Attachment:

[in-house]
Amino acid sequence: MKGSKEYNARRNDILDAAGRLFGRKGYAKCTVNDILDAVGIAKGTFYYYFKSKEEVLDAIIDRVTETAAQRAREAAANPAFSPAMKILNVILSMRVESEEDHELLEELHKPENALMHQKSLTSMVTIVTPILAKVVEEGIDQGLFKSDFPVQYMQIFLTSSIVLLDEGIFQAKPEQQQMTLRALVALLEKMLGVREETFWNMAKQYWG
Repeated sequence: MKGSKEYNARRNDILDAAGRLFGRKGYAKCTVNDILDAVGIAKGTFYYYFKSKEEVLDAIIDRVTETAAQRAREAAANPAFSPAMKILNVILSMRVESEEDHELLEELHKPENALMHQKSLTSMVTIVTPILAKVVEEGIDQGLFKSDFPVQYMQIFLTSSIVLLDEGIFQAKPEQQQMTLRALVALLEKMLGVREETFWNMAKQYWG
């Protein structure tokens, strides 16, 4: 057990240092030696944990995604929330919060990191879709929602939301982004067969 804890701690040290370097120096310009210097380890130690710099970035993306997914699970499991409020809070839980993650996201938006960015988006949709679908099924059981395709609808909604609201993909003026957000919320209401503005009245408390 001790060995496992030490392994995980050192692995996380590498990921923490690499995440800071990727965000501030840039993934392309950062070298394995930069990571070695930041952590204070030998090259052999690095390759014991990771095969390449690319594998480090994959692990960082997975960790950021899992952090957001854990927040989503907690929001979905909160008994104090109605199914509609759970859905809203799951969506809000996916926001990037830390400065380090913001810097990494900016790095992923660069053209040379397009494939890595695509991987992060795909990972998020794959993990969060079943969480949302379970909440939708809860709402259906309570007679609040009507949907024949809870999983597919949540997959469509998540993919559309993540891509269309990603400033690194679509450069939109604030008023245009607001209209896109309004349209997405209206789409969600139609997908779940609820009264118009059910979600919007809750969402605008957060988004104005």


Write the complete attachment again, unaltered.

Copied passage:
[in-house]
Amino acid sequence: MKGSKEYNARRNDILDAAGRLFGRKGYAKCTVNDILDAVGIAKGTFYYYFKSKEEVLDAIIDRVTETAAQRAREAAANPAFSPAMKILNVILSMRVESEEDHELLEELHKPENALMHQKSLTSMVTIVTPILAKVVEEGIDQGLFKSDFPVQYMQIFLTSSIVLLDEGIFQAKPEQQQMTLRALVALLEKMLGVREETFWNMAKQYWG
Repeated sequence: MKGSKEYNARRNDILDAAGRLFGRKGYAKCTVNDILDAVGIAKGTFYYYFKSKEEVLDAIIDRVTETAAQRAREAAANPAFSPAMKILNVILSMRVESEEDHELLEELHKPENALMHQKSLTSMVTIVTPILAKVVEEGIDQGLFKSDFPVQYMQIFLTSSIVLLDEGIFQAKPEQQQMTLRALVALLEKMLGVREETFWNMAKQYWG
């Protein structure tokens, strides 16, 4: 057990240092030696944990995604929330919060990191879709929602939301982004067969 804890701690040290370097120096310009210097380890130690710099970035993306997914699970499991409020809070839980993650996201938006960015988006949709679908099924059981395709609808909604609201993909003026957000919320209401503005009245408390 001790060995496992030490392994995980050192692995996380590498990921923490690499995440800071990727965000501030840039993934392309950062070298394995930069990571070695930041952590204070030998090259052999690095390759014991990771095969390449690319594998480090994959692990960082997975960790950021899992952090957001854990927040989503907690929001979905909160008994104090109605199914509609759970859905809203799951969506809000996916926001990037830390400065380090913001810097990494900016790095992923660069053209040379397009494939890595695509991987992060795909990972998020794959993990969060079943969480949302379970909440939708809860709402259906309570007679609040009507949907024949809870999983597919949540997959469509998540993919559309993540891509269309990603400033690194679509450069939109604030008023245009607001209209896109309004349209997405209206789409969600139609997908779940609820009264118009059910979600919007809750969402605008957060988004104005």